If you run a retailer, Satchel Paige had some advice: don't look back -- something might be gaining on you.
No retailer forever holds the brass ring. Once upon a time, Sears Roebuck was tops. By 1905, the Sears Catalog was selling cars, stoves, and just about everything else. It had as long a run as a retailer can. But the "Big Box" era of Wal-Mart (WMT) knocked it into the consignment bin. WMT, too, became the one to beat -- then got beaten -- thanks to Amazon (AMZN). Even AMZN will slip someday.
Meanwhile, there's Best Buy (BBY), which is losing its relevance at the speed of texting. Once the place to buy all things electronic, the BBY near me looks like a loud but barren airplane hanger with gallows-like racks sporting a few lonely DVD's (remember those?) just for old time's sake. BBY has been functioning as a free, cavernous showroom for AMZN, where customers test-drive digital cameras and other gadgets, then scan the bar code and buy from AMZN for less. Not much of a business model.
BBY is fighting back, bringing Samsung stores in house and making other tweaks to their retail strategy. But the question remains: why would you buy something at BBY unless you need it now or want to kick the tires? Most electronics are easily bought elsewhere and online, and at a truly best buy.
There was a time when BBY trounced the other electronics bazaars. Crazy Eddie, Radio Shack, the Wiz, etc. all were short-circuited by BBY's service, snazzy stores and teeming selection. Founded in 1966 -- and one of Fortune's Most Admired Companies by 2006 -- BBY rode the tsunami in consumer electronics, doubling revenues in the five years to 2010. Then sales stagnated, with AMZN and Apple (AAPL) stealing market share SKU by SKU. With BBY's stock halved since then, is it time to buy?
When retailers lose their mojo, it's hard to recover. Reinventing a retail model is a parlous prospect. Witness what happened at JC Penney (JCP) when Ron Johnson tried to "transform" the tired peddler of schmattes and socks. By eliminating coupons and sales, he alienated the last loyal shoppers. Revenues nose-dived so precipitously, it looked like all 1,100 stores had gone on holiday for a month. Reinventing yourself is always dicey, but doing it out of whole cloth, and without testing, is akin to Russian roulette. The retail consumer is a queer combination of fickle and staid. They want new ways of buying old things, and new ways of buying new things, but they also want things just the way they were. In certain ways, a retailer is always a business model in decay, in need of innovation but too complacent to do it. Nothing is so hard a turnaround as a large fixed-cost store base looking for a reason to exist.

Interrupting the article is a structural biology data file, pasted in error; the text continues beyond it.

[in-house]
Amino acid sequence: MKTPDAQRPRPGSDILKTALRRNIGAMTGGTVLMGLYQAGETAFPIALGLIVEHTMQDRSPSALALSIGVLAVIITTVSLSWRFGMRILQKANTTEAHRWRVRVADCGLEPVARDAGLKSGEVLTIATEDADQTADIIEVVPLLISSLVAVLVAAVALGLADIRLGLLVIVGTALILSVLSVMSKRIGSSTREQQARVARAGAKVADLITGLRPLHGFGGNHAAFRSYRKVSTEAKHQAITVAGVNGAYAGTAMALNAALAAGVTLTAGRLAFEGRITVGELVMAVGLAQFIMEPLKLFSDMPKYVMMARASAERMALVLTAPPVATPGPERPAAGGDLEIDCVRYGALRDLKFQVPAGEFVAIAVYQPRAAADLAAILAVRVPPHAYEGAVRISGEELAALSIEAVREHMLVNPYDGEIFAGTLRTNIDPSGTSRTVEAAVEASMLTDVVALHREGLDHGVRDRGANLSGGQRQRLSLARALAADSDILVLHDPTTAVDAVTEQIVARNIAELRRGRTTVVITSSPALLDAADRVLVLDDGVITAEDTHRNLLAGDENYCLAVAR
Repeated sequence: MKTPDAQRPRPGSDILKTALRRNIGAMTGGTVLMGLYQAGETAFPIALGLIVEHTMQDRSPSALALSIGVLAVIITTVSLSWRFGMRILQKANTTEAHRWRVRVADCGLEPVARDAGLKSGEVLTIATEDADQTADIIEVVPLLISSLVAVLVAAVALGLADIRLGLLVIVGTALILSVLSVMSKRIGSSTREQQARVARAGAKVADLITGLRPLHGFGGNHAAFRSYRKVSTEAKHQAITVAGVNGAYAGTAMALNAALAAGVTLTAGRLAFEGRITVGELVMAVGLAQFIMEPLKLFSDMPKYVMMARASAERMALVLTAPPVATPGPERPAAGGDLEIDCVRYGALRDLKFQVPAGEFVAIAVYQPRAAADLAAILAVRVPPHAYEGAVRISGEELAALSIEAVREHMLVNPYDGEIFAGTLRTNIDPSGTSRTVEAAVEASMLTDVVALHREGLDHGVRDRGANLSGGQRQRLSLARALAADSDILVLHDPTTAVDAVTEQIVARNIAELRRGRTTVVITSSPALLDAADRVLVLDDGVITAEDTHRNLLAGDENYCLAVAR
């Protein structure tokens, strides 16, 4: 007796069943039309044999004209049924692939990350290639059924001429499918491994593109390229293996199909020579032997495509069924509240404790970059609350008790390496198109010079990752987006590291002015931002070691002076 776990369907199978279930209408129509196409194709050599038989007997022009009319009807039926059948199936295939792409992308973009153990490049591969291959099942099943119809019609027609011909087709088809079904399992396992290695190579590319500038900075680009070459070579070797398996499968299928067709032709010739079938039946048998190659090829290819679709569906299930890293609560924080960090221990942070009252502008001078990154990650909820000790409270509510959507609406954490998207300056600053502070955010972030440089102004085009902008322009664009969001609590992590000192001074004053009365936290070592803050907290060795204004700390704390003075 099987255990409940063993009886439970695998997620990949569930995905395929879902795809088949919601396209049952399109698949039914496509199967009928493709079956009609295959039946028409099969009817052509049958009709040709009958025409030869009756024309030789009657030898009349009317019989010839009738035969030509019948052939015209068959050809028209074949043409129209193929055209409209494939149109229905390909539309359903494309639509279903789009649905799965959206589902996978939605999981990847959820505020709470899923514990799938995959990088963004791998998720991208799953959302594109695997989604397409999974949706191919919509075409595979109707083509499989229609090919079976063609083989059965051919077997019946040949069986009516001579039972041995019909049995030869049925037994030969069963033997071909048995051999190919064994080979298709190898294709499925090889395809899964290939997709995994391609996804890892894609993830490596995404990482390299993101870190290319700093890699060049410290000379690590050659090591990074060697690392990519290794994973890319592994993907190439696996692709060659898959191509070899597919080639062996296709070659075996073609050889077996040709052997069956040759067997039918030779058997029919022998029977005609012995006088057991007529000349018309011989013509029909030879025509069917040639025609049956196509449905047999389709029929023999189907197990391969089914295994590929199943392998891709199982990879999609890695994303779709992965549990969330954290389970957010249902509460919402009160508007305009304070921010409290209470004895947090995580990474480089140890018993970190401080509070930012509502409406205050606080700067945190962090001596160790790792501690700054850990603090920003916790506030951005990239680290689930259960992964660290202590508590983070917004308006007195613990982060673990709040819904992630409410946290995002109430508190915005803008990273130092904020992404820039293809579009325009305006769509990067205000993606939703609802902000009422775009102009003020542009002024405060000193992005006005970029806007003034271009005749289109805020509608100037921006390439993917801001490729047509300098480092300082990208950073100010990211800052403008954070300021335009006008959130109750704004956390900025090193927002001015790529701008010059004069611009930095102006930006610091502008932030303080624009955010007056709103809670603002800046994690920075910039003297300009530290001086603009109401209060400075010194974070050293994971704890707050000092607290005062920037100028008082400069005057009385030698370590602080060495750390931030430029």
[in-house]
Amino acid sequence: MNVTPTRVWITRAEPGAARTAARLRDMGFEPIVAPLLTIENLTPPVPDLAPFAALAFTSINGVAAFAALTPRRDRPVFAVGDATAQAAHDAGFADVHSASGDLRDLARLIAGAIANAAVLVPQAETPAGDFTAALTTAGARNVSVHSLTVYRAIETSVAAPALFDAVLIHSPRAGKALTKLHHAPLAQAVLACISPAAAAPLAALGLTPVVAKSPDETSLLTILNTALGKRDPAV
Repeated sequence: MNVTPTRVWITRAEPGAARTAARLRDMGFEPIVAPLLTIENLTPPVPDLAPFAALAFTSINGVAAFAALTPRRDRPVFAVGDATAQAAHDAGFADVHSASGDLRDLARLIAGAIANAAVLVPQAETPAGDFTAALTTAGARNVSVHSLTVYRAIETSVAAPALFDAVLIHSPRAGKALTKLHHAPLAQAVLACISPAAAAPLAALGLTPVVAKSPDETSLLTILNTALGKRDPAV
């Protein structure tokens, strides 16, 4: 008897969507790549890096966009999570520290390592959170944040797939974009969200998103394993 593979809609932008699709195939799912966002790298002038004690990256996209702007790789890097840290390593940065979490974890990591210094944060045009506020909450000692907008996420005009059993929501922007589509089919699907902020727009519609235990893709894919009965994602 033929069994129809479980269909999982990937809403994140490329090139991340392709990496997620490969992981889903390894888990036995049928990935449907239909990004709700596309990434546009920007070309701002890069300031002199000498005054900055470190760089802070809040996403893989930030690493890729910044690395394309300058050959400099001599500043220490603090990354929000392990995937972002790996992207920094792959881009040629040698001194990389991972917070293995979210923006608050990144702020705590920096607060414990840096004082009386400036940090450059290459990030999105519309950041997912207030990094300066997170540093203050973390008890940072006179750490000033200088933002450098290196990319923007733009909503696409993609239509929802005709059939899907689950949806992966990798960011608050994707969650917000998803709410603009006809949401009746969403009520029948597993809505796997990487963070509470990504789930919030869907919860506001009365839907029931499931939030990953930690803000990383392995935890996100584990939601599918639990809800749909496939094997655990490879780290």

On the other hand, BBY is not doing things blithely. Samsung "stores within stores" are probably a decent idea, and not too far afield. Done with meticulous testing and with real heed to what shoppers actually want, it can help. But it won't save BBY from the gorgon's head of nasties that beset BBY: digitized distribution of media content, the decline of the PC, and online shopping.
So is BBY really a Best Buy or a better sell?
Turning to intrinsic value will answer that question. Trefis thinks BBY is worth $20.64 per share, well below the market price:
With Trefis already considering BBY overvalued, a check of their assumptions is in order. One key input is US Store Revenue per Square Foot. Trefis has factored in a gentle slope downward, to $700 by 2019. I think the trajectory could be still steeper and have modeled it (along with Int'l Rev per sq ft) downward. This in turn should compress domestic and overseas gross margins, which I've dragged below 22 percent to account for the negative effects of smaller scale. It should be noted that BBY has maintained gross margins in excess of 24 percent for each of the past 10 years, so 22 percent is quite a conservative haircut on prior results.
The result is a $15.56 value per share, well below the $23.19 market price. Suffice it to say, BBY looks expensive. Far from a best buy, it looks like a much, much better sell.
This article is intended to provide general information and should not be considered legal, tax or financial advice. It's always a good idea to consult a legal, tax or financial advisor for specific information on how certain laws apply to you and about your individual financial situation. All investment involves risk of loss. No one should invest in any financial security without reading the full prospectus and seeking professional, personalized advice, if required.
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